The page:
Metasomatic albitisation of feldspar is a relatively common phenomenon in a range of geological environments, from diagenetic to hydrothermal, and involves the replacement of a pre-existing feldspar by virtually pure albite. Albitisation fronts can be recognised on a large scale in the field, as in the albitite terrains of the Bamble sector SE Norway and the Curnamona Province, South Australia, but also can be identified within single crystals on a nano-scale. In the field, albitisation fronts may extend nornal to fractures and are sometimes recognised by a reddening of the feldspars due to nano-inclusions of hematite which form in the albite. To determine the mechanism of albitisation within single crystals of plagioclase (An21-23), intragranular replacement interfaces have been studied by electron probe microanalysis, scanning (SEM) and transmission electron microscopy (TEM). The albite replacement product (An-2-5-) has micron-sized pores observable by SEM as well as nanopores imaged by TEM. The albite contains fine-grained mica (sericite), often associated with pores, as well as precipitates of hematite. The chemical interface between the plagioclase and albite is sharp on the scale of tens of nanometres, and the crystallographic orientations of plagioclase and albite are coincident within less than a degree.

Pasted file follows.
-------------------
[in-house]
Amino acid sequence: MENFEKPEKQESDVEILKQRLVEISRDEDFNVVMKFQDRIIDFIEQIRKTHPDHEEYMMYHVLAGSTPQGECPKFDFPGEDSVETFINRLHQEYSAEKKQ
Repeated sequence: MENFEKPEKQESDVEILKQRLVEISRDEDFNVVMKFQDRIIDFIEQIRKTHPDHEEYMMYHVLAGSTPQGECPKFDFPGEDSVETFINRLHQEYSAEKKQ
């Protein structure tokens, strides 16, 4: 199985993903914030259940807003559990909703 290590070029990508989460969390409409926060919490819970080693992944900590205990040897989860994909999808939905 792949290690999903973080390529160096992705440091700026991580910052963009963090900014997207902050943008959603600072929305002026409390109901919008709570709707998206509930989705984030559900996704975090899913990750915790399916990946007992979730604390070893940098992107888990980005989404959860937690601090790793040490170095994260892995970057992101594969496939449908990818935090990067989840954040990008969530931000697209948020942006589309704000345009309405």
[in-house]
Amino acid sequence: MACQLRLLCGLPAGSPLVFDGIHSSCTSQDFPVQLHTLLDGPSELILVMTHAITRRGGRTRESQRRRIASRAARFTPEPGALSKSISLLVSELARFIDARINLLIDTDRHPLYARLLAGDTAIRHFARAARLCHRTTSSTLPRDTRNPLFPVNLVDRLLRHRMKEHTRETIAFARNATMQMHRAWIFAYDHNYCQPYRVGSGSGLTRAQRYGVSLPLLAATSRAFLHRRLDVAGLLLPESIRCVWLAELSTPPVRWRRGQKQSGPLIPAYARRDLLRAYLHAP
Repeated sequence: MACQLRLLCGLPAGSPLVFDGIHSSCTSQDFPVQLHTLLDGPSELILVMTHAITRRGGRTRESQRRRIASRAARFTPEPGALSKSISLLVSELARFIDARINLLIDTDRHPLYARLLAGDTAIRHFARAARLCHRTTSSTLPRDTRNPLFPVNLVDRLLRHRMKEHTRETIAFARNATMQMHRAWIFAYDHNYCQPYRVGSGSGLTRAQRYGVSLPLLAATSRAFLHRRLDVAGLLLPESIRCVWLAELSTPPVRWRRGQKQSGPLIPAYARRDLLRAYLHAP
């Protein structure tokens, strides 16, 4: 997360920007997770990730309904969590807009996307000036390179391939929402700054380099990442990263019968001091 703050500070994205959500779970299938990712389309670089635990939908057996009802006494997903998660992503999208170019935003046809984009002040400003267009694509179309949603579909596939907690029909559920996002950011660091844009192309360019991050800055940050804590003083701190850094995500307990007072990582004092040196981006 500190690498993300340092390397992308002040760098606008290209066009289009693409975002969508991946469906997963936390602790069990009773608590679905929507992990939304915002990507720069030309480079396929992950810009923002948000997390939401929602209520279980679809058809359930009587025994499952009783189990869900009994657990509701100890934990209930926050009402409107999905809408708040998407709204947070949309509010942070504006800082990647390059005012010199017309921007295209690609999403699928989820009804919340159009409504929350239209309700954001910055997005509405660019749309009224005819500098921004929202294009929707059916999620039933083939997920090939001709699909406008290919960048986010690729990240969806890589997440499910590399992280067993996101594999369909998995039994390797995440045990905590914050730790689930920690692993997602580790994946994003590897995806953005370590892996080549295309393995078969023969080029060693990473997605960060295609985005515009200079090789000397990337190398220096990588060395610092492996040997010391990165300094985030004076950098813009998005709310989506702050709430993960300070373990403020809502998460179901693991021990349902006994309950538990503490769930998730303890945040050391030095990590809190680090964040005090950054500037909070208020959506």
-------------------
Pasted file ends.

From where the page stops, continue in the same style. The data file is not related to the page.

Experimental replacement of plagioclase (oligoclase and labradorite) by albite can be readily achieved within days by hydrothermal reaction in a saline, silica-bearing fluid. Experiments on oligoclase at 600OC and 2 kbars result in reaction rims of albite with very similar characteristics to the naturally albitised feldspar. The observed features are all characteristic of an interface-coupled dissolution-reprecipitation replacement mechanism, which in combination with fracturing allow fluid infiltration and mineral replacement.